Yep, we left the wet roots and rocks for some nice flowy scree fields. Note: There is no such thing as flowy scree fields.
The sky was partly cloudy, which made the humidity bearable. When the sun came out, the trail became otherworldly.
After a while, we got the hang of the conditions, and got after it.
Around every corner, the views were amazing.
The last two hours were amazing even if we were covered in mud and sweat.
We had numerous creek crossings — V went for an unplanned dip in one — but thankfully the two river crossings had bridges given the height of the river.
Revelstoke, BC — Frisby Ridge Trail
From the South Chilcotins, we made our way east to Revelstoke. We were lucky to make it out of the South Chilcotins given that the storms that had drenched the trails had also caused fires (via lightening strikes) on the route out. Thankfully, the air based fire containment team got the fire under control before it blocked the road out (or, more importantly, hit the town that was under mandatory evacuation order).*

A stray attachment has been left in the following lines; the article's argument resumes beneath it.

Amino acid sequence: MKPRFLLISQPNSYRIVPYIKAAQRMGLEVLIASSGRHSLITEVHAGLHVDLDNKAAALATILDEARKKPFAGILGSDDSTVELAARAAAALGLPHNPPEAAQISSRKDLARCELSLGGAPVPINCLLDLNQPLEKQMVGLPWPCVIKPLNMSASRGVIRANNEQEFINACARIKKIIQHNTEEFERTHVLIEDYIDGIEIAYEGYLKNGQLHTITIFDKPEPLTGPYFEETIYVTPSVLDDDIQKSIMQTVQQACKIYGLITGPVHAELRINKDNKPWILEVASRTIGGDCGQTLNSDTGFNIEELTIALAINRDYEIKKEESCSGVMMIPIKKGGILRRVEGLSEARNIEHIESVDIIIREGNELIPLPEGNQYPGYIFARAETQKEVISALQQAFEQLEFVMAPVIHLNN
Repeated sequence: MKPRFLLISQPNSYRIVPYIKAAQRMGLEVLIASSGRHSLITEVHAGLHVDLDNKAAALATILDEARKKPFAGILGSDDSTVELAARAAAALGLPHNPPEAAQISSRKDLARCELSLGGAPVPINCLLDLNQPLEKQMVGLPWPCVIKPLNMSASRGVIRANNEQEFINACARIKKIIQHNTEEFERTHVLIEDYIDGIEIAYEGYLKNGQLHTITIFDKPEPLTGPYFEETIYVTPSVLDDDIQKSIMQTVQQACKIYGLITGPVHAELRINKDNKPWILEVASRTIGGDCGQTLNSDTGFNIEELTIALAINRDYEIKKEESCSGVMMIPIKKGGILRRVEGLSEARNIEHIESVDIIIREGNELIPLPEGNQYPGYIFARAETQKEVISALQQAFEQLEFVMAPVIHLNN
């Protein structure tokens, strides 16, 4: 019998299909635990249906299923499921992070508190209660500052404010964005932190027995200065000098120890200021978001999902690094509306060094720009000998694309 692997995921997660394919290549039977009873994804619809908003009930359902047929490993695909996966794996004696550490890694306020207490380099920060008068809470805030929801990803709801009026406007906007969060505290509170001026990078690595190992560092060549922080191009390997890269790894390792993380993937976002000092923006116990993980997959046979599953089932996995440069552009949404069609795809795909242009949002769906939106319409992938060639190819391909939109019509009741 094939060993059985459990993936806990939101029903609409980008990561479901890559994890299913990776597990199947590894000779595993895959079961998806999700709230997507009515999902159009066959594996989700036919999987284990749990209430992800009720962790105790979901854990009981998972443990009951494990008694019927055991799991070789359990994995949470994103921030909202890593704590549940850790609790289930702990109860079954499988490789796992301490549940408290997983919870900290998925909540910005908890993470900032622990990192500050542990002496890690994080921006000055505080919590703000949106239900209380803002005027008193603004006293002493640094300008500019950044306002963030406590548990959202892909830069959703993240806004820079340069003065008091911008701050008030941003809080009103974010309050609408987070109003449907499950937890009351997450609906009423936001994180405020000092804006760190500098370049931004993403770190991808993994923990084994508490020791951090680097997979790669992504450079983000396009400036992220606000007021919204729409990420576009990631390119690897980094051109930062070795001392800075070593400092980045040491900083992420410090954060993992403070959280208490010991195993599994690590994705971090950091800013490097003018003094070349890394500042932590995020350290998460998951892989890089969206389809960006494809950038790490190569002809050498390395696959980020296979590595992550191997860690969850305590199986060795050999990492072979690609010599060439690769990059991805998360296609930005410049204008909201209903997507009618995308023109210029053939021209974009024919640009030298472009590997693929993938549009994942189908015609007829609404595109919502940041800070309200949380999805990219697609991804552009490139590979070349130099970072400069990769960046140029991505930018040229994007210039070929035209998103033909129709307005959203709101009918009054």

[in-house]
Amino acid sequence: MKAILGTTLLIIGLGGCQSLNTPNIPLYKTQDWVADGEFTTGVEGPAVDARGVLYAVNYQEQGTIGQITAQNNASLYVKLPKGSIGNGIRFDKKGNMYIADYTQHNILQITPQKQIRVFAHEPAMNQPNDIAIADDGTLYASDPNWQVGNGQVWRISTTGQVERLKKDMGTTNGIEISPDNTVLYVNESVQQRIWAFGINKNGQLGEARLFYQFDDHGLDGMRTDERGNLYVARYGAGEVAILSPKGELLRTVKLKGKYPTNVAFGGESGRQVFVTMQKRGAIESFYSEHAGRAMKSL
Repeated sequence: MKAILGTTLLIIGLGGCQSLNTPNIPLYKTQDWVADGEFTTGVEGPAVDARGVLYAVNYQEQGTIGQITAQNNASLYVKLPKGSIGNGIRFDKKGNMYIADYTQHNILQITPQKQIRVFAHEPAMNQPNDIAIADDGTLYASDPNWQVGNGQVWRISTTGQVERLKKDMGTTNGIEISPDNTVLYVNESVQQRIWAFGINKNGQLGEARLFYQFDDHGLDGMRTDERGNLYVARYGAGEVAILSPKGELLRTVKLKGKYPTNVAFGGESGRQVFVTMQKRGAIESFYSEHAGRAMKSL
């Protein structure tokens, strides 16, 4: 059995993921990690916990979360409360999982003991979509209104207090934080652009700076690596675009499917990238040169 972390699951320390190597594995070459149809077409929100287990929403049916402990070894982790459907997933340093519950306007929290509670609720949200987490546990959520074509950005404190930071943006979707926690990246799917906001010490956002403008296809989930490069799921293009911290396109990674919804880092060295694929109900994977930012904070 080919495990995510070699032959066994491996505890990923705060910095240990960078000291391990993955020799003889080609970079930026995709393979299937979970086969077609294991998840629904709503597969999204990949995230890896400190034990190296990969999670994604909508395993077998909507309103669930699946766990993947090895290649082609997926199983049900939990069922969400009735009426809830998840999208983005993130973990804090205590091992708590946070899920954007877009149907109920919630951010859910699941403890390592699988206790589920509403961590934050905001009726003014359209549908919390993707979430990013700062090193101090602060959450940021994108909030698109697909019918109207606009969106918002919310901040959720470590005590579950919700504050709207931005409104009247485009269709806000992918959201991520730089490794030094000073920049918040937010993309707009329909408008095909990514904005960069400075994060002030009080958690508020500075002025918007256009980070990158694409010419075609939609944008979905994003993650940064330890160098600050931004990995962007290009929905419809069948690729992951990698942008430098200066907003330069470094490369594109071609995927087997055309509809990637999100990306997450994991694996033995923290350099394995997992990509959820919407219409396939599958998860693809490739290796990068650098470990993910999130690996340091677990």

* Speaking of fires, the Ketchum/Sun Valley fire in mid-August hit literally every ride we did. Osberg, Mahoney/Greenhorne, and Fox burned badly and are unrideable for the foreseeable future.
We had visited Revy in the winter but struck out due to warm temps that put the snow level below the village. This time, the weather was perfect and we decided to hit a new XC trail that had been built specifically for mountain biking — Frisby Ridge. The trail was amazing — super flowy, buff, with the best views since Crested Butte. It was so good that we stayed overnight at the trailhead and rode it again the next day — literally the first trail this entire trip that we thought it worthwhile to ride twice.